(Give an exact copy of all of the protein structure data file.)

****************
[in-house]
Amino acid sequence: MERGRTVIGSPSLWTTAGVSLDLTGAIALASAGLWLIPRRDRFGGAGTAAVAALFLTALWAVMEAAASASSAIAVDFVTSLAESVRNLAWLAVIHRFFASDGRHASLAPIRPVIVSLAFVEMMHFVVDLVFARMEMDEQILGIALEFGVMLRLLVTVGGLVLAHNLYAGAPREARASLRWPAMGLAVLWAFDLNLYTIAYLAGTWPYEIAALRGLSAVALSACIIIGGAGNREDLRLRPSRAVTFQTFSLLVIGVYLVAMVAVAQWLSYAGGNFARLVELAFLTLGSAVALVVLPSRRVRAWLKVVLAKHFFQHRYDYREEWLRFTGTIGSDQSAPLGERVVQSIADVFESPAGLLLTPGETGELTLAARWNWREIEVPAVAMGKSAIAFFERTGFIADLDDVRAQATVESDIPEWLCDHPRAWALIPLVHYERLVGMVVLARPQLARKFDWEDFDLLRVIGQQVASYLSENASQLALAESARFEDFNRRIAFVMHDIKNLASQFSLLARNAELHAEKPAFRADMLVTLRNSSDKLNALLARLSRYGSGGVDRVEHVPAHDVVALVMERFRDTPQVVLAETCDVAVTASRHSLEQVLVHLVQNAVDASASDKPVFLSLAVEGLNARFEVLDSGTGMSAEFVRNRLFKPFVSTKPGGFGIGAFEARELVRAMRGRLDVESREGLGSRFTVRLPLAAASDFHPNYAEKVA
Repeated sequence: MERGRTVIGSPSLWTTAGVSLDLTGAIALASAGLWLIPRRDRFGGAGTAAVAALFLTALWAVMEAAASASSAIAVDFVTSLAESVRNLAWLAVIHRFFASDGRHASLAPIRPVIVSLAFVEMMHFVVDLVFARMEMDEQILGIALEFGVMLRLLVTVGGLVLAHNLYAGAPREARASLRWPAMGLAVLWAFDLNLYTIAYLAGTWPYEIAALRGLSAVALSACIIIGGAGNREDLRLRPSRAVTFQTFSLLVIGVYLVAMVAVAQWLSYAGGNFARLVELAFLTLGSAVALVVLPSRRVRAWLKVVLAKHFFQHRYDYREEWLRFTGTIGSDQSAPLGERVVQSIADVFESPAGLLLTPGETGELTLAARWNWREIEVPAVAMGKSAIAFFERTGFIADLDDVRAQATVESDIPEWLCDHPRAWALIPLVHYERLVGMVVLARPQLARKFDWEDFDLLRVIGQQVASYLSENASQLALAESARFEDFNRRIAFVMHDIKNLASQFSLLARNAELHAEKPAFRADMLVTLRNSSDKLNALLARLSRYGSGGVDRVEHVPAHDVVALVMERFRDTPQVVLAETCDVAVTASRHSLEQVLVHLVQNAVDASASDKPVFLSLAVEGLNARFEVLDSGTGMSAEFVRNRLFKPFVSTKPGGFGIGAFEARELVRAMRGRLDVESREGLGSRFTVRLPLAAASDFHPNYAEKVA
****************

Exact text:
[in-house]
Amino acid sequence: MERGRTVIGSPSLWTTAGVSLDLTGAIALASAGLWLIPRRDRFGGAGTAAVAALFLTALWAVMEAAASASSAIAVDFVTSLAESVRNLAWLAVIHRFFASDGRHASLAPIRPVIVSLAFVEMMHFVVDLVFARMEMDEQILGIALEFGVMLRLLVTVGGLVLAHNLYAGAPREARASLRWPAMGLAVLWAFDLNLYTIAYLAGTWPYEIAALRGLSAVALSACIIIGGAGNREDLRLRPSRAVTFQTFSLLVIGVYLVAMVAVAQWLSYAGGNFARLVELAFLTLGSAVALVVLPSRRVRAWLKVVLAKHFFQHRYDYREEWLRFTGTIGSDQSAPLGERVVQSIADVFESPAGLLLTPGETGELTLAARWNWREIEVPAVAMGKSAIAFFERTGFIADLDDVRAQATVESDIPEWLCDHPRAWALIPLVHYERLVGMVVLARPQLARKFDWEDFDLLRVIGQQVASYLSENASQLALAESARFEDFNRRIAFVMHDIKNLASQFSLLARNAELHAEKPAFRADMLVTLRNSSDKLNALLARLSRYGSGGVDRVEHVPAHDVVALVMERFRDTPQVVLAETCDVAVTASRHSLEQVLVHLVQNAVDASASDKPVFLSLAVEGLNARFEVLDSGTGMSAEFVRNRLFKPFVSTKPGGFGIGAFEARELVRAMRGRLDVESREGLGSRFTVRLPLAAASDFHPNYAEKVA
Repeated sequence: MERGRTVIGSPSLWTTAGVSLDLTGAIALASAGLWLIPRRDRFGGAGTAAVAALFLTALWAVMEAAASASSAIAVDFVTSLAESVRNLAWLAVIHRFFASDGRHASLAPIRPVIVSLAFVEMMHFVVDLVFARMEMDEQILGIALEFGVMLRLLVTVGGLVLAHNLYAGAPREARASLRWPAMGLAVLWAFDLNLYTIAYLAGTWPYEIAALRGLSAVALSACIIIGGAGNREDLRLRPSRAVTFQTFSLLVIGVYLVAMVAVAQWLSYAGGNFARLVELAFLTLGSAVALVVLPSRRVRAWLKVVLAKHFFQHRYDYREEWLRFTGTIGSDQSAPLGERVVQSIADVFESPAGLLLTPGETGELTLAARWNWREIEVPAVAMGKSAIAFFERTGFIADLDDVRAQATVESDIPEWLCDHPRAWALIPLVHYERLVGMVVLARPQLARKFDWEDFDLLRVIGQQVASYLSENASQLALAESARFEDFNRRIAFVMHDIKNLASQFSLLARNAELHAEKPAFRADMLVTLRNSSDKLNALLARLSRYGSGGVDRVEHVPAHDVVALVMERFRDTPQVVLAETCDVAVTASRHSLEQVLVHLVQNAVDASASDKPVFLSLAVEGLNARFEVLDSGTGMSAEFVRNRLFKPFVSTKPGGFGIGAFEARELVRAMRGRLDVESREGLGSRFTVRLPLAAASDFHPNYAEKVA